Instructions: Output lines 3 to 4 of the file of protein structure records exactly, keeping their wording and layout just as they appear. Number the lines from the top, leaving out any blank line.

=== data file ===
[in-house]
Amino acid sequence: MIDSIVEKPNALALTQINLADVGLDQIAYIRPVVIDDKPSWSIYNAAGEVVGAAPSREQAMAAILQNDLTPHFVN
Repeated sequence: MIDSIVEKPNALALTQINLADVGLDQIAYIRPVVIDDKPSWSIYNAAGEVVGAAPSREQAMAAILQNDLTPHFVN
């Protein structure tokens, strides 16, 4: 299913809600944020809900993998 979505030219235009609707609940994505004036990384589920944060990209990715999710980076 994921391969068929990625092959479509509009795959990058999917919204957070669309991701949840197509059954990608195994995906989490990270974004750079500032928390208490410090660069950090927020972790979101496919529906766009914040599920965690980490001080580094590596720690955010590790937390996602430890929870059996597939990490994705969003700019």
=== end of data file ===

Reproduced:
Repeated sequence: MIDSIVEKPNALALTQINLADVGLDQIAYIRPVVIDDKPSWSIYNAAGEVVGAAPSREQAMAAILQNDLTPHFVN
């Protein structure tokens, strides 16, 4: 299913809600944020809900993998 979505030219235009609707609940994505004036990384589920944060990209990715999710980076 994921391969068929990625092959479509509009795959990058999917919204957070669309991701949840197509059954990608195994995906989490990270974004750079500032928390208490410090660069950090927020972790979101496919529906766009914040599920965690980490001080580094590596720690955010590790937390996602430890929870059996597939990490994705969003700019």